In North Carolina, all real estate agents and brokers must comply with both (i) the North Carolina Real Estate License Law and (ii) the North Carolina Real Estate Commission Rules. Failure to comply can have serious consequences, including facing discipline from the North Carolina Real Estate Commission.
Grounds for Discipline By the North Carolina Real Estate Commission
The following is a non-exhaustive list of possible grounds for agents and brokers to face discipline from the North Carolina Real Estate Commission:
1. Misrepresentations and Omissions
North Carolina Real Estate License Law (the “License Law”) prohibits agents and brokers from making misrepresentations about or omitting material facts. This includes both intentional and negligent misrepresentations and omissions regarding:
- Facts about a property itself (such as structural or mechanical issues)
- Facts relating directly to a property (such as pending zoning changes)
- Facts relating directly to the ability to close a transaction (such as
2. Making False Promises
In addition to prohibiting factual representations and omissions, the License Law also prohibits agents and brokers from making false promises “of a character likely to influence, persuade or induce” action by any party to a prospective transaction. Importantly, the License Law may consider a promise to be a “false promise” even if the agent or broker intended to honor it at the time it was made.
3. Conflicts of Interest
It should come as no surprise that conflicts of interest are a major point of concern in both commercial and residential real estate transactions. Some examples of prohibited conflicts include:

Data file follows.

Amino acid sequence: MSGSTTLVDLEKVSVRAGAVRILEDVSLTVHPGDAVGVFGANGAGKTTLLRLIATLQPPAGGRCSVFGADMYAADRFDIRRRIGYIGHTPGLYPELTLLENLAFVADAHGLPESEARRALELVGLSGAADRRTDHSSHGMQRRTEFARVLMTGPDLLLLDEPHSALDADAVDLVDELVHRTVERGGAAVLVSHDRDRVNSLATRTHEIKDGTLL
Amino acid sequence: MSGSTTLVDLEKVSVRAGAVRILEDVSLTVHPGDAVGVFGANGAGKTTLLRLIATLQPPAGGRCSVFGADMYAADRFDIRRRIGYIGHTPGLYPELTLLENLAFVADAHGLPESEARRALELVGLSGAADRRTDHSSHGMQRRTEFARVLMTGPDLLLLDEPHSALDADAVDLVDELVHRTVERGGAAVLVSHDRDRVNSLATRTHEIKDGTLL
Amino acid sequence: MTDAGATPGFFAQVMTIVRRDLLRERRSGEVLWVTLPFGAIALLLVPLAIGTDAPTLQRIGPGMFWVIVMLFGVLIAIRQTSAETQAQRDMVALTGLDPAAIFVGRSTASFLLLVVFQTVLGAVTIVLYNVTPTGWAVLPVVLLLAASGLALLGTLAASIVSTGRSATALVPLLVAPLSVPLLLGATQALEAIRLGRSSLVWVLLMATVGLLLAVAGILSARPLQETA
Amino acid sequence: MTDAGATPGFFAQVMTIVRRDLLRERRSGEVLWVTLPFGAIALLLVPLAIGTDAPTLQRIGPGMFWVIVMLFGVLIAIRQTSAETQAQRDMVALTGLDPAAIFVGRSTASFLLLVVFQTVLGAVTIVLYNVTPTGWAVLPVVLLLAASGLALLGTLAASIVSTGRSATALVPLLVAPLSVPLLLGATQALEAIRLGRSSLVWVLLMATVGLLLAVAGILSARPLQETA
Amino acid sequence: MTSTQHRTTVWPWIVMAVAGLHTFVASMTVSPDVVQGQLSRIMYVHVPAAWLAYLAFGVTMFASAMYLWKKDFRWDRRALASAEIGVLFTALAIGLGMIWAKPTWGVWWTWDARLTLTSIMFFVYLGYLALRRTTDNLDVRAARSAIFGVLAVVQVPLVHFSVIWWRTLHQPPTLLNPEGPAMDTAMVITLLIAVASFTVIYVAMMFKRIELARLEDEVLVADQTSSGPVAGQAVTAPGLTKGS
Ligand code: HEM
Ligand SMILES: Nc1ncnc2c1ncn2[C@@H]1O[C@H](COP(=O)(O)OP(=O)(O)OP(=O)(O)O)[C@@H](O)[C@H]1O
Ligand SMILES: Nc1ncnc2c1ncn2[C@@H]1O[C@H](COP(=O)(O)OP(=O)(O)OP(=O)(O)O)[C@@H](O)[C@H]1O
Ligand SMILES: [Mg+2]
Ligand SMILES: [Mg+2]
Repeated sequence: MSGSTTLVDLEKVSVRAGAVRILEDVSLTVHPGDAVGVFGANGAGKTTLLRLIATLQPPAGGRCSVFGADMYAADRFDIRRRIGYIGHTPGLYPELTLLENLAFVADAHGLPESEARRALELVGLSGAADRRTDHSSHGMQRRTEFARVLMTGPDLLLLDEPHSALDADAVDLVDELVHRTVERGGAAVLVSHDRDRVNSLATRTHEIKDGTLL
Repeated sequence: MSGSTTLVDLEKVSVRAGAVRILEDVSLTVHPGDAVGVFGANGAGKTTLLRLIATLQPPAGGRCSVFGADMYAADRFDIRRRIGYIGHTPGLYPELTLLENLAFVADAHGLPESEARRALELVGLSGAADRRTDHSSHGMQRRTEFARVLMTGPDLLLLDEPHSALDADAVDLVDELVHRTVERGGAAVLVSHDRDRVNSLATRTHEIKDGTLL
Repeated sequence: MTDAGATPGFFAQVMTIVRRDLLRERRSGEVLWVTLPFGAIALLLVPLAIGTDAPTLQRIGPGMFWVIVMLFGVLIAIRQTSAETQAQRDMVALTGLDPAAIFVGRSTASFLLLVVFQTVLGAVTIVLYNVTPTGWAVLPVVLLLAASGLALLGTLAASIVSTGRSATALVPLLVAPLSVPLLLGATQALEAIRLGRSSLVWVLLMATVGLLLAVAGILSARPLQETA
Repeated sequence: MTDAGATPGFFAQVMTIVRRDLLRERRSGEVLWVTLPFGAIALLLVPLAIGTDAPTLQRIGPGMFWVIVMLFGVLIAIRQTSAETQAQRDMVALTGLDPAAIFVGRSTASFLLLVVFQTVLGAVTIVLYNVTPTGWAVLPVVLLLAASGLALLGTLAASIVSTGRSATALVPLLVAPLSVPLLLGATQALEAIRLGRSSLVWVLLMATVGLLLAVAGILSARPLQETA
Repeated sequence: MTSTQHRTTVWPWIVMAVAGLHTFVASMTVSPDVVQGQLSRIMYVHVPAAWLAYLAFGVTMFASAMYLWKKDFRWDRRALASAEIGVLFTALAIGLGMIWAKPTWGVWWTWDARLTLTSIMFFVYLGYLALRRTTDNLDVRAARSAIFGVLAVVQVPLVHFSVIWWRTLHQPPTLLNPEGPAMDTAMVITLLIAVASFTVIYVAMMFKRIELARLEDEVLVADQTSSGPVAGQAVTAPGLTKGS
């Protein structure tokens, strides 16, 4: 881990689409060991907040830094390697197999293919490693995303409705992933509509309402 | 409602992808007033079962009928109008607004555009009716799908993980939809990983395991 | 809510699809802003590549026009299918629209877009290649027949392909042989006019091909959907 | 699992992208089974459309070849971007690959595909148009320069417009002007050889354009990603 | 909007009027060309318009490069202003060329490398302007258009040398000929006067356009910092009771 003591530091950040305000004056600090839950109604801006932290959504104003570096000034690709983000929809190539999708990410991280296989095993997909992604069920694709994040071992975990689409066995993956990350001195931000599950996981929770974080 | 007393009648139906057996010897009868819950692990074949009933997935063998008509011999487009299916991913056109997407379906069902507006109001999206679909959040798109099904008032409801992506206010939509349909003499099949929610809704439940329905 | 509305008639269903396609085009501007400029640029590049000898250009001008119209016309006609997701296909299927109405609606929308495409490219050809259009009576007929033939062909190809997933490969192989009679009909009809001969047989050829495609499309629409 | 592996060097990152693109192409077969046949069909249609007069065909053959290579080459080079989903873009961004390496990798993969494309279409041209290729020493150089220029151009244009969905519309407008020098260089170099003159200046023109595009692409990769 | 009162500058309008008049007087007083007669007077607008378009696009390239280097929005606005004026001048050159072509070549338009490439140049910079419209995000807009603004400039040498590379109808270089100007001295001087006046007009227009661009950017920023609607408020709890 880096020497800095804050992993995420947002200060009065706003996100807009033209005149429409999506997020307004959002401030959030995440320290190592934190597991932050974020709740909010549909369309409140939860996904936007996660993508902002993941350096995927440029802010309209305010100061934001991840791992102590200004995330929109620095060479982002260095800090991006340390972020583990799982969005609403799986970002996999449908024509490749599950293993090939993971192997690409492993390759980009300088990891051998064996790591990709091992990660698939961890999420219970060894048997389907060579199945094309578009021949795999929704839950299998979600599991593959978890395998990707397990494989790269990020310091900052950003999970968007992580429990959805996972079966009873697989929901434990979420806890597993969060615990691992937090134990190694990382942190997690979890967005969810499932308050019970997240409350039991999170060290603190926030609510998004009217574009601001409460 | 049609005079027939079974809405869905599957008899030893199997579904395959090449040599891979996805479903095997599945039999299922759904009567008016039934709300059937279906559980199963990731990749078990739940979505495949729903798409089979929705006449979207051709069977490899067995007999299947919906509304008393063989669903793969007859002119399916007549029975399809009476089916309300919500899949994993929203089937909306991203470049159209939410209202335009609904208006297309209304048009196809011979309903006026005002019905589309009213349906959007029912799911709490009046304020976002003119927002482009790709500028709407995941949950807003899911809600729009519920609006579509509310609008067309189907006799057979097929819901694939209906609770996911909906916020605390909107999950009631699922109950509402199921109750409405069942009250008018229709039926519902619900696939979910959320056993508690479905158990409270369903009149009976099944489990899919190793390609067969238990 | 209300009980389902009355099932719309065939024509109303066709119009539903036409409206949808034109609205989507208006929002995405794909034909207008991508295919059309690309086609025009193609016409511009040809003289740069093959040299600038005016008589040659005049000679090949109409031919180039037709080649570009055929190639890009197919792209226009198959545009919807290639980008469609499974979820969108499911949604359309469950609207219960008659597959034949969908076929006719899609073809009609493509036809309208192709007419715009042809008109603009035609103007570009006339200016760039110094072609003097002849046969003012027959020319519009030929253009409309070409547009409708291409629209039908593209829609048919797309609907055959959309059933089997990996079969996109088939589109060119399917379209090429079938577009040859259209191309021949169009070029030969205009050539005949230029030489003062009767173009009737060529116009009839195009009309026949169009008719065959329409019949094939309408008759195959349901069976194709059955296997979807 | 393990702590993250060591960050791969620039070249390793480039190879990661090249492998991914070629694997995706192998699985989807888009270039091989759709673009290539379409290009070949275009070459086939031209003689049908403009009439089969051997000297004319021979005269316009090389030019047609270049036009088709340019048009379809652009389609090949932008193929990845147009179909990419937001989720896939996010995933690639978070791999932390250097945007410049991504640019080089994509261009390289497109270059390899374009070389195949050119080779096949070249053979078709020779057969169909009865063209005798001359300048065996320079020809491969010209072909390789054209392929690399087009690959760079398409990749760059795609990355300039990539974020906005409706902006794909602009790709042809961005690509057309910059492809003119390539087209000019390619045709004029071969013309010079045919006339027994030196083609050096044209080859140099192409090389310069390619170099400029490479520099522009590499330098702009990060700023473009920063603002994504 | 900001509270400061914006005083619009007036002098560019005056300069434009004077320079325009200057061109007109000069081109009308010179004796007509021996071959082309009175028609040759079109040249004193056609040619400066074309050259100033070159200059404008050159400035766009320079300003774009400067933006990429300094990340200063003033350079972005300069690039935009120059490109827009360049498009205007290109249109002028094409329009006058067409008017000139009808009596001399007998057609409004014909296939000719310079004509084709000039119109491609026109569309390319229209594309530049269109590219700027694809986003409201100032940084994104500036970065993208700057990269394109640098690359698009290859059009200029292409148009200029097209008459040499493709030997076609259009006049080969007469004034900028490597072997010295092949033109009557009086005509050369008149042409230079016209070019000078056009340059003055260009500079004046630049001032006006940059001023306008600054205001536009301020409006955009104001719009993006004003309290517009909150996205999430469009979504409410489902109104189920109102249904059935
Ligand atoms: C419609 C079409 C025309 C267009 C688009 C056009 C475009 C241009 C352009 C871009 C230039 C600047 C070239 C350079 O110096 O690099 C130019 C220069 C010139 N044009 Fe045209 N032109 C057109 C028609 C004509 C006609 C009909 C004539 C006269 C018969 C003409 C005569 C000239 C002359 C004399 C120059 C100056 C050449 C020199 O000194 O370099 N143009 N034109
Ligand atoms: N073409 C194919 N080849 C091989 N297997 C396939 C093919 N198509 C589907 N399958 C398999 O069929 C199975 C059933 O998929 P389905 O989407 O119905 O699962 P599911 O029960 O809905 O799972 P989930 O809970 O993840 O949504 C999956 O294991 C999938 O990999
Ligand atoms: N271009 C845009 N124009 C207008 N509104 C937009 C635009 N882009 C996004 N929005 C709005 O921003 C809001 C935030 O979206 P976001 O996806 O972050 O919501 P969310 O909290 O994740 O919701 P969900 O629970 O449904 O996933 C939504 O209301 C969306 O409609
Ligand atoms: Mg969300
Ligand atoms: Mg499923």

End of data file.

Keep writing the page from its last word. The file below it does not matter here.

- Undisclosed dual agency
- Representing multiple brokers without consent
4. Improper Brokerage Commissions
The License Law prohibits brokers from paying commissions for: (i) acts or services that violate the License Law, and (ii) acts that require a real estate license when performed by an unlicensed individual.
5. Unworthiness and Incompetence
Agents and brokers can also face discipline for any acts that reflect unworthiness or incompetence in connection with a real estate transaction. This includes, but is not limited to, acts that violate the License Law. Some examples include:
- Failing to use legally-adequate contract forms
- Failing to diligently meet the obligations of a listing agreement
- Failing to provide accurate closing statements to buyers or sellers
6. Discriminatory Practices
The State Fair Housing Act prohibits discriminatory practices in housing and real estate-related transactions. Violations of the State Fair Housing Act are also deemed violations of the License Law.
7. Practice of Law
Finally, real estate agents and brokers must exercise caution not to engage in the unauthorized practice of law. Examples of prohibited conduct include:
- Drafting deeds, leases, sales contracts and other legal documents
- Providing opinions as to legal title
- Providing legal advice regarding a real estate contract or the means of holding title to real estate
For more information, the North Carolina Real Estate Commission has published a resource entitled License Law and Rule Comments that provides examples of agent and broker misconduct. You can also contact a Raleigh professional license defense attorney at Cheshire Parker Schneider & Bryan, PLLC for a confidential consultation.
Schedule a Confidential Consultation at Cheshire Parker Schneider & Bryan, PLLC
If you are facing discipline from the North Carolina Real Estate Commission or have questions about your obligations as a real estate agent or broker in North Carolina, the attorneys at Cheshire Parker Schneider & Bryan, PLLC can help. To speak with a professional license defense attorney in confidence, call (919) 833-3114 or contact us online today.